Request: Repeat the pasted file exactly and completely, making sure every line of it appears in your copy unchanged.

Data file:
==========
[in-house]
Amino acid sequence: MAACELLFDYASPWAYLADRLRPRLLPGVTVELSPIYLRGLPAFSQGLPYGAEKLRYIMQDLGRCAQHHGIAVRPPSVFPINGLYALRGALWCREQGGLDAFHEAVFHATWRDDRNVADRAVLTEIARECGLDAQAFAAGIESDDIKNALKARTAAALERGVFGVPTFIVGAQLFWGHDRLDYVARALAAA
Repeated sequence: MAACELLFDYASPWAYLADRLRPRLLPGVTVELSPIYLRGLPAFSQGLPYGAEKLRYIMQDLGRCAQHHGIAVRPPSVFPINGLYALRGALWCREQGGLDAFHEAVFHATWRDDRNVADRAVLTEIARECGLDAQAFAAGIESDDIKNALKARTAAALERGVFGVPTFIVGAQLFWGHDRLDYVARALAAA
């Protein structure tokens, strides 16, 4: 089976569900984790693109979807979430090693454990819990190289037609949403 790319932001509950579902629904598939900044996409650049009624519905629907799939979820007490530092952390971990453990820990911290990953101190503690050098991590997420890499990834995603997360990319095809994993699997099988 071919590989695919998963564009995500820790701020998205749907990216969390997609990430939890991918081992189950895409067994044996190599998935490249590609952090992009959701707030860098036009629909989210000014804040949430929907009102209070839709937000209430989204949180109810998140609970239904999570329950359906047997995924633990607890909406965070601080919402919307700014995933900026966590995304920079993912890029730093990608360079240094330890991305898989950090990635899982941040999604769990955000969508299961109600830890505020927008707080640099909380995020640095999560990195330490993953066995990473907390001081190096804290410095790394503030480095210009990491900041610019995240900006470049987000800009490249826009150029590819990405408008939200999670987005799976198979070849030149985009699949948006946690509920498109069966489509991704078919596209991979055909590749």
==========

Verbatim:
[in-house]
Amino acid sequence: MAACELLFDYASPWAYLADRLRPRLLPGVTVELSPIYLRGLPAFSQGLPYGAEKLRYIMQDLGRCAQHHGIAVRPPSVFPINGLYALRGALWCREQGGLDAFHEAVFHATWRDDRNVADRAVLTEIARECGLDAQAFAAGIESDDIKNALKARTAAALERGVFGVPTFIVGAQLFWGHDRLDYVARALAAA
Repeated sequence: MAACELLFDYASPWAYLADRLRPRLLPGVTVELSPIYLRGLPAFSQGLPYGAEKLRYIMQDLGRCAQHHGIAVRPPSVFPINGLYALRGALWCREQGGLDAFHEAVFHATWRDDRNVADRAVLTEIARECGLDAQAFAAGIESDDIKNALKARTAAALERGVFGVPTFIVGAQLFWGHDRLDYVARALAAA
């Protein structure tokens, strides 16, 4: 089976569900984790693109979807979430090693454990819990190289037609949403 790319932001509950579902629904598939900044996409650049009624519905629907799939979820007490530092952390971990453990820990911290990953101190503690050098991590997420890499990834995603997360990319095809994993699997099988 071919590989695919998963564009995500820790701020998205749907990216969390997609990430939890991918081992189950895409067994044996190599998935490249590609952090992009959701707030860098036009629909989210000014804040949430929907009102209070839709937000209430989204949180109810998140609970239904999570329950359906047997995924633990607890909406965070601080919402919307700014995933900026966590995304920079993912890029730093990608360079240094330890991305898989950090990635899982941040999604769990955000969508299961109600830890505020927008707080640099909380995020640095999560990195330490993953066995990473907390001081190096804290410095790394503030480095210009990491900041610019995240900006470049987000800009490249826009150029590819990405408008939200999670987005799976198979070849030149985009699949948006946690509920498109069966489509991704078919596209991979055909590749």